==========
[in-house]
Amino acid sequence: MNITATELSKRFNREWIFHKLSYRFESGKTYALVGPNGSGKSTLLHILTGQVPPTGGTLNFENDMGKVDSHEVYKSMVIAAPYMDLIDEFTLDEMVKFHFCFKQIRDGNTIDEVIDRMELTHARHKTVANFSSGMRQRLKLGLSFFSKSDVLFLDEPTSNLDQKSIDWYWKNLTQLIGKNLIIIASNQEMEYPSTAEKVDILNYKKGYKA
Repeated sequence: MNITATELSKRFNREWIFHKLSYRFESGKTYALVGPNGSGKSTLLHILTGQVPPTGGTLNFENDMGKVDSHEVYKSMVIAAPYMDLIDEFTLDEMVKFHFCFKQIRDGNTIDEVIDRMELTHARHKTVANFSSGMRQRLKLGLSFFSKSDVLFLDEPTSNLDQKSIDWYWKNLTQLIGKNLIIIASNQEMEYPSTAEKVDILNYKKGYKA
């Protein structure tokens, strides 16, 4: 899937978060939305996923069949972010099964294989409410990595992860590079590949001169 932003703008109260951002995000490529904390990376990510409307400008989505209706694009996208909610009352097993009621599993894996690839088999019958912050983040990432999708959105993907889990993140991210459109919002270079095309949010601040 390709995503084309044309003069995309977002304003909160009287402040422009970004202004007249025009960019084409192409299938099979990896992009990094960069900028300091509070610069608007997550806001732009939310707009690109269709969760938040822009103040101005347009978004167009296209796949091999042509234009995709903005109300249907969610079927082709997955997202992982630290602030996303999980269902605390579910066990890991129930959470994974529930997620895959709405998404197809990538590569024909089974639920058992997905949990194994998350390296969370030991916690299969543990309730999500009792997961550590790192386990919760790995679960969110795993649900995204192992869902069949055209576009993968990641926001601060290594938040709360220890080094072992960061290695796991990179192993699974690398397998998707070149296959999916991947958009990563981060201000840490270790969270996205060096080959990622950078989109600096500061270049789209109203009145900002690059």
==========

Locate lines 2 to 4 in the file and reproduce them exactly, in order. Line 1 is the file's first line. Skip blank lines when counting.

Amino acid sequence: MNITATELSKRFNREWIFHKLSYRFESGKTYALVGPNGSGKSTLLHILTGQVPPTGGTLNFENDMGKVDSHEVYKSMVIAAPYMDLIDEFTLDEMVKFHFCFKQIRDGNTIDEVIDRMELTHARHKTVANFSSGMRQRLKLGLSFFSKSDVLFLDEPTSNLDQKSIDWYWKNLTQLIGKNLIIIASNQEMEYPSTAEKVDILNYKKGYKA
Repeated sequence: MNITATELSKRFNREWIFHKLSYRFESGKTYALVGPNGSGKSTLLHILTGQVPPTGGTLNFENDMGKVDSHEVYKSMVIAAPYMDLIDEFTLDEMVKFHFCFKQIRDGNTIDEVIDRMELTHARHKTVANFSSGMRQRLKLGLSFFSKSDVLFLDEPTSNLDQKSIDWYWKNLTQLIGKNLIIIASNQEMEYPSTAEKVDILNYKKGYKA
């Protein structure tokens, strides 16, 4: 899937978060939305996923069949972010099964294989409410990595992860590079590949001169 932003703008109260951002995000490529904390990376990510409307400008989505209706694009996208909610009352097993009621599993894996690839088999019958912050983040990432999708959105993907889990993140991210459109919002270079095309949010601040 390709995503084309044309003069995309977002304003909160009287402040422009970004202004007249025009960019084409192409299938099979990896992009990094960069900028300091509070610069608007997550806001732009939310707009690109269709969760938040822009103040101005347009978004167009296209796949091999042509234009995709903005109300249907969610079927082709997955997202992982630290602030996303999980269902605390579910066990890991129930959470994974529930997620895959709405998404197809990538590569024909089974639920058992997905949990194994998350390296969370030991916690299969543990309730999500009792997961550590790192386990919760790995679960969110795993649900995204192992869902069949055209576009993968990641926001601060290594938040709360220890080094072992960061290695796991990179192993699974690398397998998707070149296959999916991947958009990563981060201000840490270790969270996205060096080959990622950078989109600096500061270049789209109203009145900002690059």